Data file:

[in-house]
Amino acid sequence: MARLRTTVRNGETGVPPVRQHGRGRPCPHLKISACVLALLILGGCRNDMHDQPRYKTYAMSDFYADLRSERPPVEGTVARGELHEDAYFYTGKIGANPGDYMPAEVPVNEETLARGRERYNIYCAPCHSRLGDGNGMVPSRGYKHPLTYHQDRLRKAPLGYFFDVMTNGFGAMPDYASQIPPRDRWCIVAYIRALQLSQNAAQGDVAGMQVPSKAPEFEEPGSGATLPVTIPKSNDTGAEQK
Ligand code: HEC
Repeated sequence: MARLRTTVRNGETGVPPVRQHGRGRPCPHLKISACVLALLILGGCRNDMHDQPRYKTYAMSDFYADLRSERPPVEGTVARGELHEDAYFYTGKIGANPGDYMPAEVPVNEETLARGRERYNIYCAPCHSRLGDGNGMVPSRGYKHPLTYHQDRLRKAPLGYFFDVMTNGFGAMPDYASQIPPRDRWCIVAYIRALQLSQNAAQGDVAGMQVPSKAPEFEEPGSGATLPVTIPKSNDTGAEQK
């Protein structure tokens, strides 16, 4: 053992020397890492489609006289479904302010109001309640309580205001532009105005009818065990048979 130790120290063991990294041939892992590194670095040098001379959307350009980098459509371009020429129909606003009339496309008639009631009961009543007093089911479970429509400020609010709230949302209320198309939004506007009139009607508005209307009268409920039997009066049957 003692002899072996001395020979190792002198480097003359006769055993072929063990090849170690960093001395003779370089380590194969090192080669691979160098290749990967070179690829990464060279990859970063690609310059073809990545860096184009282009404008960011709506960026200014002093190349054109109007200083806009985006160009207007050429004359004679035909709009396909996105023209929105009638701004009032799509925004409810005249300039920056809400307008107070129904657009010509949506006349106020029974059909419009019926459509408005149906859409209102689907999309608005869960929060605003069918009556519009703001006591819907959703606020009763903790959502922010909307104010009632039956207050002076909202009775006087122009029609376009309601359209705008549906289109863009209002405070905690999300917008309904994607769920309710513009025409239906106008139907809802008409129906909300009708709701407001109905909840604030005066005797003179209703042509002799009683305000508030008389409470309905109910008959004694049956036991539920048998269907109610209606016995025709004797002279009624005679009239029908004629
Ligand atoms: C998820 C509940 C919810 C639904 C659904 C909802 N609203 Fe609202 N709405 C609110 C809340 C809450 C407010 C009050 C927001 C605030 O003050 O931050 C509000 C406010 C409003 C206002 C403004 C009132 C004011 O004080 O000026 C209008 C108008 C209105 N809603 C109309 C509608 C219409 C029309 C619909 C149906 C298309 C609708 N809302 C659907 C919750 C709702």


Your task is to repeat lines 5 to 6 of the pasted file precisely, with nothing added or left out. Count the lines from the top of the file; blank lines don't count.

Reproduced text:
């Protein structure tokens, strides 16, 4: 053992020397890492489609006289479904302010109001309640309580205001532009105005009818065990048979 130790120290063991990294041939892992590194670095040098001379959307350009980098459509371009020429129909606003009339496309008639009631009961009543007093089911479970429509400020609010709230949302209320198309939004506007009139009607508005209307009268409920039997009066049957 003692002899072996001395020979190792002198480097003359006769055993072929063990090849170690960093001395003779370089380590194969090192080669691979160098290749990967070179690829990464060279990859970063690609310059073809990545860096184009282009404008960011709506960026200014002093190349054109109007200083806009985006160009207007050429004359004679035909709009396909996105023209929105009638701004009032799509925004409810005249300039920056809400307008107070129904657009010509949506006349106020029974059909419009019926459509408005149906859409209102689907999309608005869960929060605003069918009556519009703001006591819907959703606020009763903790959502922010909307104010009632039956207050002076909202009775006087122009029609376009309601359209705008549906289109863009209002405070905690999300917008309904994607769920309710513009025409239906106008139907809802008409129906909300009708709701407001109905909840604030005066005797003179209703042509002799009683305000508030008389409470309905109910008959004694049956036991539920048998269907109610209606016995025709004797002279009624005679009239029908004629
Ligand atoms: C998820 C509940 C919810 C639904 C659904 C909802 N609203 Fe609202 N709405 C609110 C809340 C809450 C407010 C009050 C927001 C605030 O003050 O931050 C509000 C406010 C409003 C206002 C403004 C009132 C004011 O004080 O000026 C209008 C108008 C209105 N809603 C109309 C509608 C219409 C029309 C619909 C149906 C298309 C609708 N809302 C659907 C919750 C709702």